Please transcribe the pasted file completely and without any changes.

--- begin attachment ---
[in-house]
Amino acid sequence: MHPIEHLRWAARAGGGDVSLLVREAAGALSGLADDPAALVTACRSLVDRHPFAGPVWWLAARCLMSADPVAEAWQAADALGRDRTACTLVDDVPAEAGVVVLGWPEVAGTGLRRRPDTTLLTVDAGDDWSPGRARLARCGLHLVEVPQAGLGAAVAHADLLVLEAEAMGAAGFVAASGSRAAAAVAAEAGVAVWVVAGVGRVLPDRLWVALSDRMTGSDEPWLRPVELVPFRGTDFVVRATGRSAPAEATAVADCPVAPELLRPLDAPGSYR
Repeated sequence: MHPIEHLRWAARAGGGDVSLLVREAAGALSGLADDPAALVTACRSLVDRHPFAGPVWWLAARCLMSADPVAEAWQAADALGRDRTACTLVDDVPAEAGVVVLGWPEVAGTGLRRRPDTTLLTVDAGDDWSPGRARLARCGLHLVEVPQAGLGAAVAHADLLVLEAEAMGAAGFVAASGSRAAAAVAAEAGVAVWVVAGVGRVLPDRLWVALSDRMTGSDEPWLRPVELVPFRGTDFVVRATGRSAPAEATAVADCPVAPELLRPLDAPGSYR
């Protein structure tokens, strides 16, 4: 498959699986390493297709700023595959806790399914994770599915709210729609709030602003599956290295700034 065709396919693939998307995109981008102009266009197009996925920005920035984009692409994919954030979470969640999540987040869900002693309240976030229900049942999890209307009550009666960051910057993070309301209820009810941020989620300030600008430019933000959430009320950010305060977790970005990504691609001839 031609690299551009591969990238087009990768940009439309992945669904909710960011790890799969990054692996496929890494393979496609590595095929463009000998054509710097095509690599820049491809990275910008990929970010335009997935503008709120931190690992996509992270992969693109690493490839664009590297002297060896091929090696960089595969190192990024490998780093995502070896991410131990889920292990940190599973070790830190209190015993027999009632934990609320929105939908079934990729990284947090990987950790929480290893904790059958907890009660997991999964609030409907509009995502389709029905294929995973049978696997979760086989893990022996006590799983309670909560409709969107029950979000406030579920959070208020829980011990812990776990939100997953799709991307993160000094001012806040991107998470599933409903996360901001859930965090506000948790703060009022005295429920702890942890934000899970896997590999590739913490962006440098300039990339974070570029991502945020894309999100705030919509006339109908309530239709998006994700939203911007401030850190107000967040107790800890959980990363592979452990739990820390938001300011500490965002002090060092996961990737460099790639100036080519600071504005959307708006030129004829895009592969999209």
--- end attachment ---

[in-house]
Amino acid sequence: MHPIEHLRWAARAGGGDVSLLVREAAGALSGLADDPAALVTACRSLVDRHPFAGPVWWLAARCLMSADPVAEAWQAADALGRDRTACTLVDDVPAEAGVVVLGWPEVAGTGLRRRPDTTLLTVDAGDDWSPGRARLARCGLHLVEVPQAGLGAAVAHADLLVLEAEAMGAAGFVAASGSRAAAAVAAEAGVAVWVVAGVGRVLPDRLWVALSDRMTGSDEPWLRPVELVPFRGTDFVVRATGRSAPAEATAVADCPVAPELLRPLDAPGSYR
Repeated sequence: MHPIEHLRWAARAGGGDVSLLVREAAGALSGLADDPAALVTACRSLVDRHPFAGPVWWLAARCLMSADPVAEAWQAADALGRDRTACTLVDDVPAEAGVVVLGWPEVAGTGLRRRPDTTLLTVDAGDDWSPGRARLARCGLHLVEVPQAGLGAAVAHADLLVLEAEAMGAAGFVAASGSRAAAAVAAEAGVAVWVVAGVGRVLPDRLWVALSDRMTGSDEPWLRPVELVPFRGTDFVVRATGRSAPAEATAVADCPVAPELLRPLDAPGSYR
């Protein structure tokens, strides 16, 4: 498959699986390493297709700023595959806790399914994770599915709210729609709030602003599956290295700034 065709396919693939998307995109981008102009266009197009996925920005920035984009692409994919954030979470969640999540987040869900002693309240976030229900049942999890209307009550009666960051910057993070309301209820009810941020989620300030600008430019933000959430009320950010305060977790970005990504691609001839 031609690299551009591969990238087009990768940009439309992945669904909710960011790890799969990054692996496929890494393979496609590595095929463009000998054509710097095509690599820049491809990275910008990929970010335009997935503008709120931190690992996509992270992969693109690493490839664009590297002297060896091929090696960089595969190192990024490998780093995502070896991410131990889920292990940190599973070790830190209190015993027999009632934990609320929105939908079934990729990284947090990987950790929480290893904790059958907890009660997991999964609030409907509009995502389709029905294929995973049978696997979760086989893990022996006590799983309670909560409709969107029950979000406030579920959070208020829980011990812990776990939100997953799709991307993160000094001012806040991107998470599933409903996360901001859930965090506000948790703060009022005295429920702890942890934000899970896997590999590739913490962006440098300039990339974070570029991502945020894309999100705030919509006339109908309530239709998006994700939203911007401030850190107000967040107790800890959980990363592979452990739990820390938001300011500490965002002090060092996961990737460099790639100036080519600071504005959307708006030129004829895009592969999209």